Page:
A type of puddling furnace used in Sichuan in 1958, redrawn from Yang Kuan (1960: 69). The dimensions are not given. Anthracite coal is burned in the firebox at the upper right. Ashes fall into the ash-box at the lower right. Blast is blown into both the firebox and the ash-box. The flame travels through the large empty chamber and then into the puddling bed at the lower left.

Two types of puddling furnace in use in Sichuan that did use mineral coal are described briefly by Yang Kuan (1960: 187–8; see also Yejin bao 1958.41: 42–46). They were used in the Great Leap Forward period, and presumably also earlier. He gives the diagrams shown here on the right. It can be seen that these furnace designs provide much greater separation between fuel and iron than the one discussed above.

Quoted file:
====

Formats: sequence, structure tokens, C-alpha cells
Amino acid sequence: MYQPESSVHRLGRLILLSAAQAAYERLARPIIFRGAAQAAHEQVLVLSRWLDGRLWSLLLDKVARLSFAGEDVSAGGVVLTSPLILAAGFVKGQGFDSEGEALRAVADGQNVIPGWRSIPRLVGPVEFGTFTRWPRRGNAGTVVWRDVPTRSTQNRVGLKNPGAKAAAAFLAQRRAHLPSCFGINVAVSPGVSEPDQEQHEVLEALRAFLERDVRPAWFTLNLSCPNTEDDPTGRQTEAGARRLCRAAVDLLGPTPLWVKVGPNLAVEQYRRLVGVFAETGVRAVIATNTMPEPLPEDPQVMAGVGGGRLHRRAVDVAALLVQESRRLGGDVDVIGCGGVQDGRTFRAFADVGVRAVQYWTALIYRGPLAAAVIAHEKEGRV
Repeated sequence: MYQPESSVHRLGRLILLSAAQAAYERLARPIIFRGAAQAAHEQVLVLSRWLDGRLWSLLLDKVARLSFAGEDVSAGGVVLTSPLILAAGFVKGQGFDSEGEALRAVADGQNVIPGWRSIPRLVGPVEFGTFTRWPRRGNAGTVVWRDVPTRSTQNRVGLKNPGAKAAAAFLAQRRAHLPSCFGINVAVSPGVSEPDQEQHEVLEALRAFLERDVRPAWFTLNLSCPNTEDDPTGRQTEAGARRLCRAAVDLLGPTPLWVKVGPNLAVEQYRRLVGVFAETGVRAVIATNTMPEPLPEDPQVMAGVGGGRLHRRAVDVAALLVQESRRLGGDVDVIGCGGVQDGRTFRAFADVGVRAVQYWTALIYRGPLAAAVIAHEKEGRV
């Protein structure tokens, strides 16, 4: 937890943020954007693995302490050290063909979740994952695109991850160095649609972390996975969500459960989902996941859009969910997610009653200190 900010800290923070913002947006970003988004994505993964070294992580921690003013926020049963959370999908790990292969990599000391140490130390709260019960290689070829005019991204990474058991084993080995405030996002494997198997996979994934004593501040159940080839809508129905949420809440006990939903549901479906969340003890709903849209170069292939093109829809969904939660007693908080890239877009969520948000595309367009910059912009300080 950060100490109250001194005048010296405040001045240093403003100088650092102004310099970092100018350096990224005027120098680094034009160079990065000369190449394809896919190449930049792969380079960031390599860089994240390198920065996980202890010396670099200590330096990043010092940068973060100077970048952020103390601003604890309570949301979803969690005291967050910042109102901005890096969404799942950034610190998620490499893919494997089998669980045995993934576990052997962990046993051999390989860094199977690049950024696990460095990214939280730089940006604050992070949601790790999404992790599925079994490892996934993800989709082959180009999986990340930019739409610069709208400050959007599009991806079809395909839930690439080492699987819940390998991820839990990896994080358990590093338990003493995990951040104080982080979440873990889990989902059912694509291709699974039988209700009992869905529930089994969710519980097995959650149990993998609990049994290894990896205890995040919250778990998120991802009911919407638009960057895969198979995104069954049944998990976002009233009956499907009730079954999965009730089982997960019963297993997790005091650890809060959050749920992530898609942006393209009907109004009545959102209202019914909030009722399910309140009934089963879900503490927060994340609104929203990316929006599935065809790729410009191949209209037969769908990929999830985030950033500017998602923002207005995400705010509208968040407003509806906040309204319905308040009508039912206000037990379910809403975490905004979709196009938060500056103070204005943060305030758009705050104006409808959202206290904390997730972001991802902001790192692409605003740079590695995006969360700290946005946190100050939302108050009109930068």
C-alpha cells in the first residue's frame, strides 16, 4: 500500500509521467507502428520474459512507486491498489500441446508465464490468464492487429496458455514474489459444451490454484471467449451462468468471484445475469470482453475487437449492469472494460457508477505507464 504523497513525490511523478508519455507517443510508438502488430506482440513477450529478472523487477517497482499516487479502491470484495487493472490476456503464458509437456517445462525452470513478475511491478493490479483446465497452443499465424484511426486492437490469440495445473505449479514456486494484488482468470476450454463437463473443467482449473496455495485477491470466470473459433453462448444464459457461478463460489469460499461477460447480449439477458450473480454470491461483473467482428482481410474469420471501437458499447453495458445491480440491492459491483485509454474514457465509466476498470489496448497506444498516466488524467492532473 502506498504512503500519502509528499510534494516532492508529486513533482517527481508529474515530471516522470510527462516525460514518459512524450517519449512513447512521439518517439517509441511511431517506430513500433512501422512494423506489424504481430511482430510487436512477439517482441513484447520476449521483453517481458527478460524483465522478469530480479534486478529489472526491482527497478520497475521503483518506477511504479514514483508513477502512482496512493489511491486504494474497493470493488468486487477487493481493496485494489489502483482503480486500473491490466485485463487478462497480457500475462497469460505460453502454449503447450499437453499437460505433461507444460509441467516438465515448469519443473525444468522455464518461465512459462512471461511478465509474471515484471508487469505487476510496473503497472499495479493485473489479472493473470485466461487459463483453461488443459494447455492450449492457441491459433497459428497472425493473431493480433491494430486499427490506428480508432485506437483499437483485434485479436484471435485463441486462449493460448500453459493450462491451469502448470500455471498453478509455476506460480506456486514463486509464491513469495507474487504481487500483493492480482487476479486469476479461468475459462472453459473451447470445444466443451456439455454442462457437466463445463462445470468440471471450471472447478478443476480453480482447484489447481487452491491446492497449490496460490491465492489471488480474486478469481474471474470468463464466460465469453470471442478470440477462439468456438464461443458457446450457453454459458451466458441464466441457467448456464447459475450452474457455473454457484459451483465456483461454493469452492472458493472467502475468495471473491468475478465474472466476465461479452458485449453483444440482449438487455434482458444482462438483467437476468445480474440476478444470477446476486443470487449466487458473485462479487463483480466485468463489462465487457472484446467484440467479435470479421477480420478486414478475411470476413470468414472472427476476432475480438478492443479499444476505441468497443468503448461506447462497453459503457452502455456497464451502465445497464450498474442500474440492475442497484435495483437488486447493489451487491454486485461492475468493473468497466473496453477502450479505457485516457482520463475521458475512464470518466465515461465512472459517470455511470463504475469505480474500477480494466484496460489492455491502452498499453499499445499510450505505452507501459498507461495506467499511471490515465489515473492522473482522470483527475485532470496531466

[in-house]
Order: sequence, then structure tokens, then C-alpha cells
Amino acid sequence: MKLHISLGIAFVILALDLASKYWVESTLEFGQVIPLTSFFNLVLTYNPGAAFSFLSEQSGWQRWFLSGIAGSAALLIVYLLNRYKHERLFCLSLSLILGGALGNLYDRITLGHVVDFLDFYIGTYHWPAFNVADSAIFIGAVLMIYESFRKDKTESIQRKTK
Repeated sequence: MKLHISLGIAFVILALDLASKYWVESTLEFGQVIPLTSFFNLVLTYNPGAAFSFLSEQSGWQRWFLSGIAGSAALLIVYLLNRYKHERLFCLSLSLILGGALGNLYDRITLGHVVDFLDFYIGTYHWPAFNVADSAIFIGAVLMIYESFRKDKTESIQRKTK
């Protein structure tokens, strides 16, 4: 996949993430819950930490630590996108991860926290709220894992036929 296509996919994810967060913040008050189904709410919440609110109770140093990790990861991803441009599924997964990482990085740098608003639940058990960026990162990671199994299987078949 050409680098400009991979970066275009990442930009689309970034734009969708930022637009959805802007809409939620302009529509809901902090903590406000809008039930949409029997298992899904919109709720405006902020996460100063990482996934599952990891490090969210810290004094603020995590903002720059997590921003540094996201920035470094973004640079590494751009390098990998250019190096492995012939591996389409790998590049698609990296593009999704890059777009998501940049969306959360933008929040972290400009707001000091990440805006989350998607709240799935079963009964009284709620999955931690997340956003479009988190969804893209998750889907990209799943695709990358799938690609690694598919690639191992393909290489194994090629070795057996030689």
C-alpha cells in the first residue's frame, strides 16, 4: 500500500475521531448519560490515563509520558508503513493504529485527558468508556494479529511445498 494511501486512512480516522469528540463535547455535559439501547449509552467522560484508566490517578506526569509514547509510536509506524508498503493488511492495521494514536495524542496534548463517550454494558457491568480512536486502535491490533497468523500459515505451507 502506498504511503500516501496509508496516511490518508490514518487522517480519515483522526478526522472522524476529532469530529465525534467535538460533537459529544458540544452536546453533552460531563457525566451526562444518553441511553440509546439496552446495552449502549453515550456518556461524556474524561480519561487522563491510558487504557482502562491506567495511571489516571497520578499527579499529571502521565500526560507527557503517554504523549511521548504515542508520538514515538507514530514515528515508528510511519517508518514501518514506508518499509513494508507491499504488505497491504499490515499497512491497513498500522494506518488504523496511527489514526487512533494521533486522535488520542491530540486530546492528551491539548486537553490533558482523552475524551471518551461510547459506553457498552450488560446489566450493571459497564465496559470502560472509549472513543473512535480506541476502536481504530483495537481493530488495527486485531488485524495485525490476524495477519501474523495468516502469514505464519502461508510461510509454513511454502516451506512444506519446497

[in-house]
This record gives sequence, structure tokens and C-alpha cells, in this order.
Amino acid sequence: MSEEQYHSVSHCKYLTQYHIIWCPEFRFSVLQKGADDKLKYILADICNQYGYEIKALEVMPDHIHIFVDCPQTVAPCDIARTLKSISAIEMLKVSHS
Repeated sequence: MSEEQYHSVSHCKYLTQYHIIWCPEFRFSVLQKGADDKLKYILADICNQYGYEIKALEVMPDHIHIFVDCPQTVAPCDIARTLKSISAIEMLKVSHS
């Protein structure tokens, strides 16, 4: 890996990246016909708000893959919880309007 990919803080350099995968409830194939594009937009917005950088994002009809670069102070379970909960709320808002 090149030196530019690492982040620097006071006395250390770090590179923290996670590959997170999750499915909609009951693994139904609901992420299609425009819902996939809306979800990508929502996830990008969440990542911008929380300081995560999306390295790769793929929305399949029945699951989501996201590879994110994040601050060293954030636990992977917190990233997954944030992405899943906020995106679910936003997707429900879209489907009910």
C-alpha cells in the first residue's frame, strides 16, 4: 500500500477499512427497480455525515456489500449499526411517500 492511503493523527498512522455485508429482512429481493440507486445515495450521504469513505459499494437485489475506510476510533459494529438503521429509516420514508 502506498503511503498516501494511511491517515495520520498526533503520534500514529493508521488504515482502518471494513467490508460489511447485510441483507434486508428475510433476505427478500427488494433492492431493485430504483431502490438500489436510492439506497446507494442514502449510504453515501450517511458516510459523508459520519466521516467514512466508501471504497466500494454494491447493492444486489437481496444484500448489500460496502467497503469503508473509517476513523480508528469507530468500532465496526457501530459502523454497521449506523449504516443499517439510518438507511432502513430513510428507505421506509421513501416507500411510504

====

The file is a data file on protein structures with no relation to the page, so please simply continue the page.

References

Alley, Rewi. 1961a. China’s hinterland—in the leap forward. Peking: New World Press. 

Luo Mian 1936 羅冕. Gang tie 鋼鐵 (Iron and steel). Report no. 15 in Zhongguo Gongchengshi Xuehui Sichuan Kaochatuan baogao 中國工程師學會四川考查團報告 (Reports of the Sichuan Investigation Group, Chinese Engineering Society). N.p., n.d., preface dated 1936.

Tegengren, F. R. 1923–24. The iron ores and iron industry of China: Including a summary of the iron situation of the circum-Pacific region. 2 vols.  (Memoirs of the Geological Survey of China, series A, no. 2 Peking: Geological Survey of China, Ministry of Agriculture and Commerce. Part I 1921–23, part II 1923–24. English text and abridged Chinese translation by Xie Jiarong 謝家榮. Chinese title: Zhongguo tiekuang zhi 中國鐵鑛誌, by Ding Gelan 丁格蘭 (Dizhi zhuanbao, A.2 地質專報甲種第二號).